How to skip the ‘learn-as-you-go’ stress of early parenting

Posted in Parenting.

As a postpartum doula, Karina Lane has heard plenty of horror stories about life in the trenches with a newborn baby.

More magic and less stress

“One mum told me she’d rather go through labour again than relive her early breastfeeding experience. Hearing these stories made me want to have helped these women before they ran into all those the troubles. I could have saved them the stress.”

Keen to reach a bigger slice of this very vulnerable group of new mums, Karina created The Fourth Trimester Program, an online course to help new parents skip the ‘learn-as-you-go’ stress that comes with bringing home a new baby.

“This was the motivation for my program, for all the mums and dads out there who deserve more magic and less stress, right from the start.”

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Why don’t we get taught about the fourth trimester prior to birth?

Karina says that in Australia we prepare for the birth and not the baby. And this is the encouragement we get from hospitals, too.

Speaking from personal experience, Karina says, “We were told to write a birth plan and pack a hospital bag; all those things are fun and important when pregnant but we weren’t prepared for what to do when they handed me the baby. For parents without that support we went home totally shell-shocked,” says Karina.

“I also know from running parenting workshops at the hospital, that many parents think they can bypass the parenting classes – many think, how hard can it be? Maybe they think they can read some books and just wing it! But you do need to prepare for this part of parenting, as it is a profound experience.”

A bird’s eye perspective

While sleep consultants and lactation specialists are great if you definitely know that’s the root of your problem, Karina’s program allows her to oversee everything that may be going on at home.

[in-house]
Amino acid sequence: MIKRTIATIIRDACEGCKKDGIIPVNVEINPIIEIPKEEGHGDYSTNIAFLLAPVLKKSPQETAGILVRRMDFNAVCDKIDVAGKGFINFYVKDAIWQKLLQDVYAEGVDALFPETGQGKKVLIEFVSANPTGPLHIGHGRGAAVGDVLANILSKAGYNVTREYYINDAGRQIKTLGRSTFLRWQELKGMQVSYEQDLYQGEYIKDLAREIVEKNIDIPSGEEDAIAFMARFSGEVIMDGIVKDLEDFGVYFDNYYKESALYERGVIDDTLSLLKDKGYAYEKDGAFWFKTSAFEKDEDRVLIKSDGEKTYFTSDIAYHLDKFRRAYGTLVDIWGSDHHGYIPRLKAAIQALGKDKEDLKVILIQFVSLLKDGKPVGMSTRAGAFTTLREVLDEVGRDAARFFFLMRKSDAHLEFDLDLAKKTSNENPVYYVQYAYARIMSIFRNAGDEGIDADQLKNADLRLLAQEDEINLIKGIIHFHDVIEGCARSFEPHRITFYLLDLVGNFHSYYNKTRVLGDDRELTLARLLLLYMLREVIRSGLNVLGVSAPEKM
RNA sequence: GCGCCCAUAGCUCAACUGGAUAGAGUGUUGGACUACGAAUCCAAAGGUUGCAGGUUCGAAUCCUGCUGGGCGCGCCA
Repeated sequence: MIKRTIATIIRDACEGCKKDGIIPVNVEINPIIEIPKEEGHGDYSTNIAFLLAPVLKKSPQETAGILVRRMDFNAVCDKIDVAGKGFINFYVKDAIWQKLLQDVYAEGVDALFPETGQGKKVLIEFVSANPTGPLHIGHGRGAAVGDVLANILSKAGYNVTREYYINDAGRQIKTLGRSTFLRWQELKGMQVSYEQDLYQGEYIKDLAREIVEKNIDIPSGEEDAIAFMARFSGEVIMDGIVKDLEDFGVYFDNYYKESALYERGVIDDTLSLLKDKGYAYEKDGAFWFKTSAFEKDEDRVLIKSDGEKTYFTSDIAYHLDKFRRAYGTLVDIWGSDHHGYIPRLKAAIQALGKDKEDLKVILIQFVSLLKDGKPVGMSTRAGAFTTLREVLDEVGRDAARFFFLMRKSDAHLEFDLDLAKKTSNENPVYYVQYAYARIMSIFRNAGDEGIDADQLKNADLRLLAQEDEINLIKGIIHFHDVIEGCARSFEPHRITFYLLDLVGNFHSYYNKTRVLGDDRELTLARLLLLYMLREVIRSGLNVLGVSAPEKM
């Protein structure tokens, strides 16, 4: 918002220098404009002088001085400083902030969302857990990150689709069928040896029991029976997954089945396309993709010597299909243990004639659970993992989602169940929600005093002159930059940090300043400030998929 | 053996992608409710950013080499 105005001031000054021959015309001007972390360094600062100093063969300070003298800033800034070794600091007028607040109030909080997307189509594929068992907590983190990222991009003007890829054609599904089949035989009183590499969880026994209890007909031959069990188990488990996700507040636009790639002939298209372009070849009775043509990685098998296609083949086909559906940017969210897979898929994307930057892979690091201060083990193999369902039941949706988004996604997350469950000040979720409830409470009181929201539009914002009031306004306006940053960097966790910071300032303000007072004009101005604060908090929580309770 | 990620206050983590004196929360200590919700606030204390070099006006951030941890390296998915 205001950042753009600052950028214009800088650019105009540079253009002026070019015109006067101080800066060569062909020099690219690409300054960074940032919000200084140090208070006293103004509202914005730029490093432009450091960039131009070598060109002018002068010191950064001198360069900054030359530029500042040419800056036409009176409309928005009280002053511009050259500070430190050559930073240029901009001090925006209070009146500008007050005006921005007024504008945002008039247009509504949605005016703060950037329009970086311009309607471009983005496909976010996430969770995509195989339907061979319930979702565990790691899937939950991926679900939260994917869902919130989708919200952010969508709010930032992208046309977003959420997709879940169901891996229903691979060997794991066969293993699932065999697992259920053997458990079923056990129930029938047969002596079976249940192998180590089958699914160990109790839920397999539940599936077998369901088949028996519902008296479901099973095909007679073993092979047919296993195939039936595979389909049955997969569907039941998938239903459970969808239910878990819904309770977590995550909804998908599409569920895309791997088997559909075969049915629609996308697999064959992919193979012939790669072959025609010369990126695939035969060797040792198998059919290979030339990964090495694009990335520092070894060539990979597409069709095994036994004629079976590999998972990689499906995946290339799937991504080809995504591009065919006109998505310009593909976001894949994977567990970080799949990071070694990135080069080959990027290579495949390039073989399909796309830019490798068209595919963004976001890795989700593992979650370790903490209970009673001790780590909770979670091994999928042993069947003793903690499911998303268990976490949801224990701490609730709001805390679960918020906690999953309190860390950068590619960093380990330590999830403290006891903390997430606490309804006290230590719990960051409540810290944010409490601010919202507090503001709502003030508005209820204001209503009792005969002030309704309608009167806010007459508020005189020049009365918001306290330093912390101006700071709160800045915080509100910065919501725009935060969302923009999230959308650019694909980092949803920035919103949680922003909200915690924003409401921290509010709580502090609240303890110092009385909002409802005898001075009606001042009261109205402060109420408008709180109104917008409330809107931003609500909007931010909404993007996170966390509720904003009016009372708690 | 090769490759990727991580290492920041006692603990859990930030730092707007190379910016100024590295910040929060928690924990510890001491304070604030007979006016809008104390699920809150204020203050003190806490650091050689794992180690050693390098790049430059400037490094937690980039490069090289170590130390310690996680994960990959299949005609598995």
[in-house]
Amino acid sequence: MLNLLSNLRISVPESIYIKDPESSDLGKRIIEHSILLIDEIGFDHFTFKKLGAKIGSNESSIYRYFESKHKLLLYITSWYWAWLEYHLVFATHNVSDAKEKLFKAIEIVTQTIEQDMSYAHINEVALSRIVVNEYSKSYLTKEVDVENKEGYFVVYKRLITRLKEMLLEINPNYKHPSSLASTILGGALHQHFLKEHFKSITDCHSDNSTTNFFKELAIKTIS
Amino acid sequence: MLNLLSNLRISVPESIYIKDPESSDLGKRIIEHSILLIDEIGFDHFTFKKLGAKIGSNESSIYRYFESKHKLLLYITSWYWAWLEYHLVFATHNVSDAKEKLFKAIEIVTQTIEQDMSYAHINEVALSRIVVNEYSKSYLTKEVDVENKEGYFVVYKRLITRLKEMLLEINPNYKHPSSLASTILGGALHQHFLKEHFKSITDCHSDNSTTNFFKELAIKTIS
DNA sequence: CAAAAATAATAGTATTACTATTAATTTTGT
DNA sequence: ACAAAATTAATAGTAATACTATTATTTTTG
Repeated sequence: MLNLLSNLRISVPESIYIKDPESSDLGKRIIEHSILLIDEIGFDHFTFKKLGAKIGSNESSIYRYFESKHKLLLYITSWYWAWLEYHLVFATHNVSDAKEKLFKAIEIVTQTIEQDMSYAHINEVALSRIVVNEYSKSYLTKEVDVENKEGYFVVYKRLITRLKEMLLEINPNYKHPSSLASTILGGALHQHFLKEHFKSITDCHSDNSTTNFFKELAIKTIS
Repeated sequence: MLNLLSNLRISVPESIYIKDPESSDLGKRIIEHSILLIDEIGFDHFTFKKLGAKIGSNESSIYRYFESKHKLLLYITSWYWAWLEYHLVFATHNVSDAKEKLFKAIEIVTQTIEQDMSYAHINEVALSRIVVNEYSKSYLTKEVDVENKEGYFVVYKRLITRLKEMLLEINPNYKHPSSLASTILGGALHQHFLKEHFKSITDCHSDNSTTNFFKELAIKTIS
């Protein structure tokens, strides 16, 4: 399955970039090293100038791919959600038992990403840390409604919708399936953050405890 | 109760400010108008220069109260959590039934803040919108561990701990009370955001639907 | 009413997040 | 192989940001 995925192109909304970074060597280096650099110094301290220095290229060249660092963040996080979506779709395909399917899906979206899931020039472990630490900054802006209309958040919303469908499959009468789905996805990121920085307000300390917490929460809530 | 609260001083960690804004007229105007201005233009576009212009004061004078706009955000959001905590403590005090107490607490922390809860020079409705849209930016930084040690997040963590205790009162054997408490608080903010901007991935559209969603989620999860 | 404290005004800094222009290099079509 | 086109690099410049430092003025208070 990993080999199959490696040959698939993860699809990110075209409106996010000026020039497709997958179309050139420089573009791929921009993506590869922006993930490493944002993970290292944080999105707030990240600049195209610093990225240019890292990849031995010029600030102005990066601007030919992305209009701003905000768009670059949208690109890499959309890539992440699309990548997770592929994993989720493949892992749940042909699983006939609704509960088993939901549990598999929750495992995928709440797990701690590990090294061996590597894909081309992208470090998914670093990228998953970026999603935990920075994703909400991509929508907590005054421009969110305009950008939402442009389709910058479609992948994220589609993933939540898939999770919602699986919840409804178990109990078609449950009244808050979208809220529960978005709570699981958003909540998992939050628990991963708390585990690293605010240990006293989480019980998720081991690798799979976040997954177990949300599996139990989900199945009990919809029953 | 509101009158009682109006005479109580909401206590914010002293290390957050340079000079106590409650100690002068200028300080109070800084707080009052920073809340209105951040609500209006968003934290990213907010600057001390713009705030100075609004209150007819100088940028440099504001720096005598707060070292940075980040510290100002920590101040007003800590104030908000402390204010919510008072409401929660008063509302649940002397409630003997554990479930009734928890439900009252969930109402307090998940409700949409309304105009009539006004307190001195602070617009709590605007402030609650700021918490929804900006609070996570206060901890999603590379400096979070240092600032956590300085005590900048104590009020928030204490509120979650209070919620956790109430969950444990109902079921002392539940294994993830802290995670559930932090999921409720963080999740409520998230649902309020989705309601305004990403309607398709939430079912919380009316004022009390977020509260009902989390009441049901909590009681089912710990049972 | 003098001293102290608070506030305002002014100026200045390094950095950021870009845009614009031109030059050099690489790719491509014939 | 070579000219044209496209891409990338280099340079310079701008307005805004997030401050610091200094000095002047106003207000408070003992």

“I consider all the challenges parents have spoken to me about – and that’s everything from feeding and settling, to relationship stress. I can also address the challenges of feeling too scared or nervous to leave the house with baby, or in cases where they have received far too much conflicting advice,” says Karina.

Karina can also provide post-birth counselling for women who may be recovering from a not-so-great experience, and even birth trauma.

“Breastfeeding support is also key to my program. Very few women breastfeed beyond six months because it all gets too hard. So I can help them keep going a bit longer and meet their breastfeeding goals,” says Karina

“We also look at newborn sleep and sleep settling when they are ready and also ideas for keeping your relationship afloat.”

Completely accessible online

Because every family’s experience of newborn life is different, Karina has designed her program to be not only affordable but also completely accessible online.

“We’ve designed the program to be a lifeline in a mum’s pocket – accessible whenever they need it,” says Karina.

“So if you’re up in the middle of the night exhausted and overwhelmed, you can whip out your phone and get a little boost of support with breastfeeding advice, or support around settling or maybe just to talk about how you are feeling.”

Self-care warriors

Karina told said that teaching new mamas to look after themselves amid all the chaos of the newborn life is a key part of the fourth-trimester challenge.

“Self-care at this point of your life doesn’t mean saving up your time to go to the health spa. I ask mums in my program to be wellbeing warriors, from the beginning so they don’t get run into the ground,” says Karina.

“I encourage short, feel-good breaks and teach how to bring in small and sweet things to your day. We also do a bit of awareness about perinatal depression and anxiety and talk about where to get the right sort of help, right away.”  

Dads emotional needs are included too

Prior to her work as a doula, Karina worked with men in prison – an experience that allows her to bring specific understanding to men’s emotional lives, too.

“We want the dads of today to be different from the dads of our past. They are just as vulnerable to postnatal depression and anxiety, so they need to be looked after as well,” says Karina.

“I encourage them to get involved in meaningful ways, that doesn’t always involve feeding. Because that is not always practical or possible. Dads can teach baby that love comes without food. And they’re also great at settling baby, singing, baby massage and reading stories. We hope to make a nice start on a ritual for life.”

Karina’s advice for new mums-to-be

If you’re pregnant right now or planning to be, Karina says her best advice for new mums is to start learning to listen to their intuition.

“Your baby is the only manual you need. Don’t get caught up in what other people are telling you. Focus on helping your baby to adjust to earth, that’s the most important part of your job.”


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